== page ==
Le Puy to Saint Jean Pied de Port

Aubrac, France

Stage Two: Chemin de St Jacques

Le Puy to Saint Jean Pied de Port, March 4th to April 4th

This section, on the Le Puy Camino, took us to the wind swept plains of the Aubrac. Cold, I got frostbite on my nose which took weeks to heal but no snow and so we were able to cross through one of the worst marked sections. Thankfully we had a GPS and a thermos.

Our bodies had settled down a little but we were still struggling. It wasn’t until the end of this section that we felt we could walk forever. But still no feet problems beyond the ache every night and my bunions which miraculously also stopped hurting. Ice covered pine trees and half frozen ponds that crackled under foot, the weather moved into spring and with amazement, we watched as our walk took us past the first flowers, daffodils, and jonquils, then days of golden canola fields and fruit orchards with apples in blossom.

Le PuyFood and wine continued to be plentiful and the highlight of the day. That and the occasions when the room had a bath I can fall into. Each new pleasure was so exquisite, the rest of the world and our lives faded away. This was life.

The highlight was Conques, staying in the Monastery (okay the food wasn’t the highlight) being blessed by chanting monks and crawling into bed between centuries old walls and imagining everything they had seen. A beautiful town and monastery and a charming tradition of ringing every pelerin out of town and onwards.

Conques FranceWe met a few pelerins, the pressured pelerin who didn’t talk to us – later we found out because he couldn’t speak French and we had, of course, greeted him with Bonjour. He came from our home town. A French woman doing her two weeks holiday, picking up each holiday from where she left off a common way for Europeans to do the walk as the longer leave was impossible. Two days where local dogs attached themselves to us for almost the entire way, well suited to the pelerins. Trying variants – my favorite via the canal after Moissac meant a long welcome flat section. Another variant forced on us by a large sign threatening to shoot us. Pelerins are not welcomed by all the French!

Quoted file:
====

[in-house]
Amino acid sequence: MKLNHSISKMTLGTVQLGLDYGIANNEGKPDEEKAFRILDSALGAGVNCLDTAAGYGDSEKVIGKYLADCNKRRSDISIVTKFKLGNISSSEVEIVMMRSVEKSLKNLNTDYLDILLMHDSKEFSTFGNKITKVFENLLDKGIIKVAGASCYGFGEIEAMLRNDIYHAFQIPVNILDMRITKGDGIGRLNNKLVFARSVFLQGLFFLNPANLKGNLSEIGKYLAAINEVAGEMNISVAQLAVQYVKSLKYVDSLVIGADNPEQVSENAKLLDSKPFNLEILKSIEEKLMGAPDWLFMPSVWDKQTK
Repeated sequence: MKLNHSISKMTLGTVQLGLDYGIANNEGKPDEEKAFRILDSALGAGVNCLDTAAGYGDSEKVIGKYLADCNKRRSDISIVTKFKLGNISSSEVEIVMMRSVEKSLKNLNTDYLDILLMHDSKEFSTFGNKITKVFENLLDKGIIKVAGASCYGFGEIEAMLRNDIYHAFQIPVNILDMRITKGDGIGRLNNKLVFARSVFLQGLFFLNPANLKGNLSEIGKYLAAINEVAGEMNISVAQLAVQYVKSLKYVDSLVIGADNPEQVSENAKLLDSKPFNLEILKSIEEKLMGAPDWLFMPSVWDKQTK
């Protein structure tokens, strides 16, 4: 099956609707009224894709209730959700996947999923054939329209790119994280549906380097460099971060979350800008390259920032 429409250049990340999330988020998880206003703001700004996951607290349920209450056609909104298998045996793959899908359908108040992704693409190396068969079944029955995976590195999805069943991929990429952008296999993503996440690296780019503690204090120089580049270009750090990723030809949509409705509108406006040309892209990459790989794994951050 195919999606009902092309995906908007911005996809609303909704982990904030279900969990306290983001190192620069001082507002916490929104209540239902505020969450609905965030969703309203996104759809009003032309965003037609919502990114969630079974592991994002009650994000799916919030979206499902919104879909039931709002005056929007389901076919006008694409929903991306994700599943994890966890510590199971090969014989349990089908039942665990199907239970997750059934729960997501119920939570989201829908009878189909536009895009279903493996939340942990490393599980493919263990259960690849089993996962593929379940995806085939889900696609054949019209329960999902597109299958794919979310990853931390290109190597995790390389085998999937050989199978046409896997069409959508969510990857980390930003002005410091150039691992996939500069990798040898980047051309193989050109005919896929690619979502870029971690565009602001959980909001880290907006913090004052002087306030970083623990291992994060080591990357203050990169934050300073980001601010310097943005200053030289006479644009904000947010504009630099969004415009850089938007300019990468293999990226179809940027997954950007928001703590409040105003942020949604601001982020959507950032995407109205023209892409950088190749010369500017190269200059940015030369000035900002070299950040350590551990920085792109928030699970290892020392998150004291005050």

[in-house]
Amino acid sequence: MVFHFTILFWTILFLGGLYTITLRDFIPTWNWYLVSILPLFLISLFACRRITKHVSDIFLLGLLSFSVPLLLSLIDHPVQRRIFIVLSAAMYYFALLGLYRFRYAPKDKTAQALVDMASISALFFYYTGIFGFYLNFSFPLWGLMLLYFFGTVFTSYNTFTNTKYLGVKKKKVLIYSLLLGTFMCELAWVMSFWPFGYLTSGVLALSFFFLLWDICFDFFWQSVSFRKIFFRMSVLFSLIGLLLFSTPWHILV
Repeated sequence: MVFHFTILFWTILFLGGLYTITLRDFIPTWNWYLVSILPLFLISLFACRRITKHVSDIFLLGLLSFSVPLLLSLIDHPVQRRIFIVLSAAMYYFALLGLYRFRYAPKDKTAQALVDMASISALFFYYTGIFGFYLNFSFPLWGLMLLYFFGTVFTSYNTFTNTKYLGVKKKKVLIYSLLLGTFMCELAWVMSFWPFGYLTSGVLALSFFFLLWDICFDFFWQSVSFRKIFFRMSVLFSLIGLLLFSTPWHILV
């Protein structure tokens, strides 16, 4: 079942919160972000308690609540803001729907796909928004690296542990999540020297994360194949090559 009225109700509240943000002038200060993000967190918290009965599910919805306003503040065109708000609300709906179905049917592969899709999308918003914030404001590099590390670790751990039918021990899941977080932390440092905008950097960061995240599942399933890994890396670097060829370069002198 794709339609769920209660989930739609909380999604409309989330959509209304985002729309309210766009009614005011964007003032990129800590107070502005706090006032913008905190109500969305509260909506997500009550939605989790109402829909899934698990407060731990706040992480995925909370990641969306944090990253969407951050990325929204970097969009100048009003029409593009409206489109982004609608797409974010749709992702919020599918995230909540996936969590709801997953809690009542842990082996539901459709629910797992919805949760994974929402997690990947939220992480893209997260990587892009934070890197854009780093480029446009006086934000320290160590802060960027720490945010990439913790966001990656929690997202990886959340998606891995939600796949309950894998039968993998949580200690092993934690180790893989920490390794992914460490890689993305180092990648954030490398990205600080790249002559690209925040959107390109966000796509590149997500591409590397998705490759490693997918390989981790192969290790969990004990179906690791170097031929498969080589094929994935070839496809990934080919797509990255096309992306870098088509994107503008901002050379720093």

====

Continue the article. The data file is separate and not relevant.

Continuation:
Great meals, including ones we cooked ourselves to ensure our vegetable content was adequate. Some tough climbs – including one where the supermarket was at the bottom of the hill so we had to add all of our fare to our packs and all but crawl our way up.

Finally Saint Jean Pied de Port. It was a beautiful day and we decided on two nights at a good hotel and a night at Chez Arrambide to celebrate. We felt great but what to do? We wanted to continue but didn’t want to be with hoards of pilgrims. So it was simple. Take the GR 10 through the Pyrenees (mountains? Huh, we’d done a ton!) to Hendaye, pick up the Camino del Norte and get to Santiago that way. Easy…..

This is the second of four posts by Simone Sinna, the first was Cluny to Le Puy, the third is on the Camino Norte but starting at St Jean and walking to Hendaye, and the final post is along the Camino Primitivo into Santiago.

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  1. Eric BROUSSINE on November 15, 2015 at 9:50 am